Decisions are made, understandably, on the basis of a decision-maker’s beliefs. In general, the better the knowledge base, the better the anticipated outcome. Inevitably there are times when choices must be made from incomplete information. Even that can still produce success, but the likelihood of a favorable outcome depends on recognition of those uncertainties. Likelihood of an unfavorable outcome, then, increases when those information gaps go unrecognized. That is, when we are unaware of the fact that we don’t know (“don’t-know-squared”). To make that case for this site I’ll use an example from an area outside of navigation and tracking:
One field that has received thorough investigation is the study of a low-pass filter. Users of those commonly believe that they know all that is needed to make the wisest design selection. Quite often they know much – but not everything that would be useful to them. It is not unusual for a maximally-flat (Butterworth) attenuation characteristic to be chosen while assuming that nothing much can be done about the accompanying nonlinear phase; latency often precludes usage of phase equalizers. It is known – but not widely known – that a trade-off has been available for decades. A near-linear phase characteristic over the passband can be realized if some of the attenuation requirements can be relaxed. Full details can be found in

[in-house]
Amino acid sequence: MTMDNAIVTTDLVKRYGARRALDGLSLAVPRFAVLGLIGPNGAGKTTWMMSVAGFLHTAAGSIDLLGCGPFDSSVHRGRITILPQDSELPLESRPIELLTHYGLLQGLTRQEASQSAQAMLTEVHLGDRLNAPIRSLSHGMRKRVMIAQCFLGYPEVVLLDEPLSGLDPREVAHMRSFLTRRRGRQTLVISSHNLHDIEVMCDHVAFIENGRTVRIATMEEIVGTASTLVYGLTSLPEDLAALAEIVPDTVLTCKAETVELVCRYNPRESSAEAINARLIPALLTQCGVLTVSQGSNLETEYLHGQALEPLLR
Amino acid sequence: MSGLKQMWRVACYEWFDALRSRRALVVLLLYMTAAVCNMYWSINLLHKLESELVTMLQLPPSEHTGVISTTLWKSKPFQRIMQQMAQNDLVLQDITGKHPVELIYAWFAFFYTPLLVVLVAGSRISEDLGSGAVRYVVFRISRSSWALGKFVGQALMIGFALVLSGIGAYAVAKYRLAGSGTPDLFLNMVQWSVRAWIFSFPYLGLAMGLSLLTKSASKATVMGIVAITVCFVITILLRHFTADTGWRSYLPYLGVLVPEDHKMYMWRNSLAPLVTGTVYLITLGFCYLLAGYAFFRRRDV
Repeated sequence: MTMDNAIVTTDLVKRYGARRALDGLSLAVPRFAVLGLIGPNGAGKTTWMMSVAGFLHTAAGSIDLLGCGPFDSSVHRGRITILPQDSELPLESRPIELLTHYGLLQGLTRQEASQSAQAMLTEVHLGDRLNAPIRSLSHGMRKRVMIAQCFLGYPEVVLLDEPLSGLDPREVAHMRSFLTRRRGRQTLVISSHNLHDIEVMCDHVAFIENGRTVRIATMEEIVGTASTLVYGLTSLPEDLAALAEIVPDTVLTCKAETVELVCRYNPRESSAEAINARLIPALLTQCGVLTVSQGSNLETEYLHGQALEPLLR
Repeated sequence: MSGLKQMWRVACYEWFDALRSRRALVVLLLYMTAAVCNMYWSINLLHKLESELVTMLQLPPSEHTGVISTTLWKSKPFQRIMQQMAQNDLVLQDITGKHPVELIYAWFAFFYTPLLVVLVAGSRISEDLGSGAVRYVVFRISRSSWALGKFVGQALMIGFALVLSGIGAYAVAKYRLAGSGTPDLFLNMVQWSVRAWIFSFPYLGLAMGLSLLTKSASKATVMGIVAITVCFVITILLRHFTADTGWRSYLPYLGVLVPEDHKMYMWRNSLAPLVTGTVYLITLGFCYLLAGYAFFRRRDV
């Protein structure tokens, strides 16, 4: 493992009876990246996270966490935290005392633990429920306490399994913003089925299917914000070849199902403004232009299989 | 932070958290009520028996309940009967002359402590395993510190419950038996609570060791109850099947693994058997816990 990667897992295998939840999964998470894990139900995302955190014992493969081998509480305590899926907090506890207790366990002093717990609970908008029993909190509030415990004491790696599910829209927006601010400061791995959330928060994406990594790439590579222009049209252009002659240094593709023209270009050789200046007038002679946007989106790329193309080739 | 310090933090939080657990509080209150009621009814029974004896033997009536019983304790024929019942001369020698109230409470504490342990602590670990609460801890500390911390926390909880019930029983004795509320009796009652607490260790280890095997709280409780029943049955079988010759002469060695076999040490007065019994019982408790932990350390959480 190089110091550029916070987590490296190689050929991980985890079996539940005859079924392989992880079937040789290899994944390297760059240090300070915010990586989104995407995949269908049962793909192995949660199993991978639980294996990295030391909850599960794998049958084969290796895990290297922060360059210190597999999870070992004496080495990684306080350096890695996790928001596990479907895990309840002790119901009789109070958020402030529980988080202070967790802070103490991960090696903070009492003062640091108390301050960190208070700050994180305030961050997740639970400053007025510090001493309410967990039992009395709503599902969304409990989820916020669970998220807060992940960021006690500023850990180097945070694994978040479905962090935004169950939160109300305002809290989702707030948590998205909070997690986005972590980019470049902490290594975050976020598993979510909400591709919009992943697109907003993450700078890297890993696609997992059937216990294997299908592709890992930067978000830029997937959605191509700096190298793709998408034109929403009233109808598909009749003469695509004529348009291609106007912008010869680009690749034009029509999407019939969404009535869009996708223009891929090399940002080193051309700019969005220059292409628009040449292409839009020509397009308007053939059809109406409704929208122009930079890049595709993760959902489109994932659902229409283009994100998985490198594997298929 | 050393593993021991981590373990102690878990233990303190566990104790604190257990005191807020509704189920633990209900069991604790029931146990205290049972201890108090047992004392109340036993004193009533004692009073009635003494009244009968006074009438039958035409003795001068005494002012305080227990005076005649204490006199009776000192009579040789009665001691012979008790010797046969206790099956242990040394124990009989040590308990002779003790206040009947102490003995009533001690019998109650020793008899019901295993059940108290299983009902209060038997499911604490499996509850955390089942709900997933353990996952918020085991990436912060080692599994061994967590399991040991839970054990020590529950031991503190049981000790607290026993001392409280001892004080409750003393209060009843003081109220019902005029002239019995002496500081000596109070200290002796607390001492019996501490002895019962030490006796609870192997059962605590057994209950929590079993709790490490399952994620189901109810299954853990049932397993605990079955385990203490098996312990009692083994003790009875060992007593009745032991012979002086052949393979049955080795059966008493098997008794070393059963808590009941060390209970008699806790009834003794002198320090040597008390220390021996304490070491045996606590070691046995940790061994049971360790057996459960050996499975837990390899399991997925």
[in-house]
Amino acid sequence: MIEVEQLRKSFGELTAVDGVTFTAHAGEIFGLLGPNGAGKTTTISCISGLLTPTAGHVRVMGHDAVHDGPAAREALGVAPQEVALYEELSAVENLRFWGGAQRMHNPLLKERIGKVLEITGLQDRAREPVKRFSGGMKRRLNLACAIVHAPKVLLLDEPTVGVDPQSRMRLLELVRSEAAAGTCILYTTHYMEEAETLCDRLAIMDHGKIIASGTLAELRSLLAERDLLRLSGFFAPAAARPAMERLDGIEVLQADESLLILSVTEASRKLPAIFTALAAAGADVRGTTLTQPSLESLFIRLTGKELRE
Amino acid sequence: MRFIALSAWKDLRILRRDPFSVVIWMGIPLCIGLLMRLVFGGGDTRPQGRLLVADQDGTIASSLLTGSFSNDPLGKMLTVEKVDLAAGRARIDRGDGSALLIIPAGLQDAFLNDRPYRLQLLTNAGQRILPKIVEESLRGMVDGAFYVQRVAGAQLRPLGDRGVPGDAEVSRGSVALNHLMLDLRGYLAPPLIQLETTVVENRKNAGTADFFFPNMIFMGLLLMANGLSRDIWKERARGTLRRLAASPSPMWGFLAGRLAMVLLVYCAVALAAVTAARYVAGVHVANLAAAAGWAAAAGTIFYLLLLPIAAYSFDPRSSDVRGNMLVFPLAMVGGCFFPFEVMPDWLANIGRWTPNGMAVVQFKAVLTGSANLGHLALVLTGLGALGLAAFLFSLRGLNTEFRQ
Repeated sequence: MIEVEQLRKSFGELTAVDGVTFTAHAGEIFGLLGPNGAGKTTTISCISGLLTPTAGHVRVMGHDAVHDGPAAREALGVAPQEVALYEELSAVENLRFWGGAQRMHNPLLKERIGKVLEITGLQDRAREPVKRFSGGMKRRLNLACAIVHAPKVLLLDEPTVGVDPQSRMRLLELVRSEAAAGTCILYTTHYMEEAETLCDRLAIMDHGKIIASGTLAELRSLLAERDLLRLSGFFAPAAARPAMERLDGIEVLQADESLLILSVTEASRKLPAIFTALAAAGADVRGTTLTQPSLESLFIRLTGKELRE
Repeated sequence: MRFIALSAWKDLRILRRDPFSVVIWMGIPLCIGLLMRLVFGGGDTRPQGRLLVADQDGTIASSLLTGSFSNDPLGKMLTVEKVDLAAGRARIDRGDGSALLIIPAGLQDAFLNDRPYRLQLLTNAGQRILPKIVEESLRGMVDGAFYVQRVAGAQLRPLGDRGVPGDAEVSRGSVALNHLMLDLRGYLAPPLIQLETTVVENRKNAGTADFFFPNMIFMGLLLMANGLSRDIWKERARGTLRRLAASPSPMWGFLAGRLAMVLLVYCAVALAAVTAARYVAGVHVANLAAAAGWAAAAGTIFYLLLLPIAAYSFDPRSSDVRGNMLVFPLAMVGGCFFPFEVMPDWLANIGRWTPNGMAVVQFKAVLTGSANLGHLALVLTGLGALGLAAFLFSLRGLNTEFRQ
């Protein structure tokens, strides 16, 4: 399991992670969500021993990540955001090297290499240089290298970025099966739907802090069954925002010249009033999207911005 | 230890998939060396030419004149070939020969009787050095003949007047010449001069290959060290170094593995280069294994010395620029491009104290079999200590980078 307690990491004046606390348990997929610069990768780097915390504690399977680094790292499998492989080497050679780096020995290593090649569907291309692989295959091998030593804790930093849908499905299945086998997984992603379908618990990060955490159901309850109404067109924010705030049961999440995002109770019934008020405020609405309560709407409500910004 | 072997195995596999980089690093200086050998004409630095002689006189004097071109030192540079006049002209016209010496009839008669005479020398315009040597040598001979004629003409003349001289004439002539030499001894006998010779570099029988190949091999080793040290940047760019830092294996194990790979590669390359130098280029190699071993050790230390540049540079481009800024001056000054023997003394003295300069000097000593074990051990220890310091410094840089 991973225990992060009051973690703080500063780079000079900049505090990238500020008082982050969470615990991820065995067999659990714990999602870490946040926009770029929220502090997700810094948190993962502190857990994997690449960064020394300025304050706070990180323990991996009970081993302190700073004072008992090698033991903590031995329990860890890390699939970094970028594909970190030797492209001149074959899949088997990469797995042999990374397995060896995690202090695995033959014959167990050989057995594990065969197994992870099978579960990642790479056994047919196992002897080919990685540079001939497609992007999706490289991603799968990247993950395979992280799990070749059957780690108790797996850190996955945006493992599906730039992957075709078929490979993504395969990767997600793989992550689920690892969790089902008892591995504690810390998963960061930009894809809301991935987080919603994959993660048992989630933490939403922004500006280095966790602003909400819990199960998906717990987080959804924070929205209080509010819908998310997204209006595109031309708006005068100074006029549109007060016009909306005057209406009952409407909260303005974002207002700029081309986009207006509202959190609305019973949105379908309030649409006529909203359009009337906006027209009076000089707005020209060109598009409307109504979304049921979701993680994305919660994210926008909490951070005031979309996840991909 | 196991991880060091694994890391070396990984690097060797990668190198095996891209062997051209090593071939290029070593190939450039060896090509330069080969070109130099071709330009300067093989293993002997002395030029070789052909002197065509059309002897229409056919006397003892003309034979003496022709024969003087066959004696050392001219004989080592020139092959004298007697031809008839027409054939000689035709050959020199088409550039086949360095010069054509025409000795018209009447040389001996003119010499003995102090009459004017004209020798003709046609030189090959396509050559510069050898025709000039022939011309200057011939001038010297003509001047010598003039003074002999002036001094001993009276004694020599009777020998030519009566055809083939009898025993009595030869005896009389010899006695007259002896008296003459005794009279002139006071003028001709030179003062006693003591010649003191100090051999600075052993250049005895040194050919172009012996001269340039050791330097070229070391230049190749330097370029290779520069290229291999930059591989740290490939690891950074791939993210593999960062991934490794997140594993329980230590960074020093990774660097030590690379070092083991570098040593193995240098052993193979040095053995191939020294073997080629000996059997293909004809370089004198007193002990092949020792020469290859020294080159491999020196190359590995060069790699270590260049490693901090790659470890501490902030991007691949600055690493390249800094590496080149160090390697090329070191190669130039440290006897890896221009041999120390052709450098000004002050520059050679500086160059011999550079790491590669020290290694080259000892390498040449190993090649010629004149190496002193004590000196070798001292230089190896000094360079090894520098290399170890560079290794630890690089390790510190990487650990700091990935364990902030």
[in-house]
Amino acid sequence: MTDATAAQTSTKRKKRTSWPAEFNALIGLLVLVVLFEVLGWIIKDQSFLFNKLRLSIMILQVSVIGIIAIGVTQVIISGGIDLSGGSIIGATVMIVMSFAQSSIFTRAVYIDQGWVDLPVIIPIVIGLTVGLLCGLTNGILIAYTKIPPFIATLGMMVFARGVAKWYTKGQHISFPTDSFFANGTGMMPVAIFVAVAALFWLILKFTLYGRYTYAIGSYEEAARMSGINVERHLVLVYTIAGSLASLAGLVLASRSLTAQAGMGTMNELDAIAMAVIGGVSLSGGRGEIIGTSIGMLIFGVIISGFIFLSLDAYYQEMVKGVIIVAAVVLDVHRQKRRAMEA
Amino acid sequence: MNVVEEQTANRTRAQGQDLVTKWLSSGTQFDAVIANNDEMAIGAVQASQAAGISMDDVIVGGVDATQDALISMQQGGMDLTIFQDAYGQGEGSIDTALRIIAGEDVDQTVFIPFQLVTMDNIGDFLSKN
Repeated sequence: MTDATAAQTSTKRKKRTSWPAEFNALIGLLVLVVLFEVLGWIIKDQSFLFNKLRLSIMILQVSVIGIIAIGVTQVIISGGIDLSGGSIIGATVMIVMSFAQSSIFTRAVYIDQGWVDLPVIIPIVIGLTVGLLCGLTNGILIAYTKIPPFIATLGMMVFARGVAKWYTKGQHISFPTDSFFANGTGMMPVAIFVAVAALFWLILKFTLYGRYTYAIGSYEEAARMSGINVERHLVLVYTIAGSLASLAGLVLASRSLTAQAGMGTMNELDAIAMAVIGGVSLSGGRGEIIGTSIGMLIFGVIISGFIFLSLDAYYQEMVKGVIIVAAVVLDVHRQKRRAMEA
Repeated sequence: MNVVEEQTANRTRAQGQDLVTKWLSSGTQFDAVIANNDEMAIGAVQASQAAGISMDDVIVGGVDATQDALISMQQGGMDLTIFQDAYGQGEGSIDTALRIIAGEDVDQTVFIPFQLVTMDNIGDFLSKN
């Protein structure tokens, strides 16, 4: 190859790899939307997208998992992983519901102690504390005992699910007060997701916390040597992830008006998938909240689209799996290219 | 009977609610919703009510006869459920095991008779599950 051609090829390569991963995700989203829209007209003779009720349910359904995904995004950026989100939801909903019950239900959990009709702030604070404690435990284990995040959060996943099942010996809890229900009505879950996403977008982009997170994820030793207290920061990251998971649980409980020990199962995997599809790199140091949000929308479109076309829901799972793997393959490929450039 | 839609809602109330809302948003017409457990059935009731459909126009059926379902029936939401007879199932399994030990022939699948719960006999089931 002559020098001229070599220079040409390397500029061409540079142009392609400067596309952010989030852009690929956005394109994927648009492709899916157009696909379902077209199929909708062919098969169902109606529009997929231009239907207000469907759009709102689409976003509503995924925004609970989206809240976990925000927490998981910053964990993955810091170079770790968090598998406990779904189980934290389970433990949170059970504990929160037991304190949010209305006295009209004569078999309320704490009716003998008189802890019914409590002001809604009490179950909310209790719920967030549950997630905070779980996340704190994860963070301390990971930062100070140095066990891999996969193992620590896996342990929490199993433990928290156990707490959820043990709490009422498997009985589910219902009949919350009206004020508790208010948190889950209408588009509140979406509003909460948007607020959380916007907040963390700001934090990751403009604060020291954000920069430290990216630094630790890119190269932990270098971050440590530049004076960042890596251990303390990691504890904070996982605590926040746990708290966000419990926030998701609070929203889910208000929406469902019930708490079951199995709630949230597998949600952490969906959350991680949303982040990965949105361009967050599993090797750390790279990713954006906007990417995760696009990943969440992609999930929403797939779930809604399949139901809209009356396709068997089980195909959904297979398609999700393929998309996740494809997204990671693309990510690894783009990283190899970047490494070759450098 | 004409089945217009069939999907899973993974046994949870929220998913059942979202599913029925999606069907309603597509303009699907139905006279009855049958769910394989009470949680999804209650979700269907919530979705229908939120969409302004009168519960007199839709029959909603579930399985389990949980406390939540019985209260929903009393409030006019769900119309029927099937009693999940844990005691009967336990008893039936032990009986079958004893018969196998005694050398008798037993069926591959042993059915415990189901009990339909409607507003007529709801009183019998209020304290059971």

Handbook of Filter Synthesis by Anatol I. Zverev
ISBN 10: 0471986801 / 0-471-98680-1 ISBN 13: 9780471986805 and
Filtering in the Time and Frequency Domains by Herman J. Blinchikoff and Anatol I. Zverev
ISBN-10: 1884932177 ISBN-13: 978-1884932175
Already I’ve said as much as I intend to say here about low-pass filters. To go this far without misinterpreting some points I found it necessary to consult a coauthor (Blinchikoff) of the second reference just cited. The rest of the blogs on this site involve navigation and tracking – where avoidance of don’t-know-squared is still very much an issue. Examples from those areas won’t all be obvious (e.g., a pilot believing his broken altimeter), but there is much to be gained from “looking under the hood” and uncovering missed opportunities. If we’re willing to pursue that, let me assure you that vast improvements in performance are available.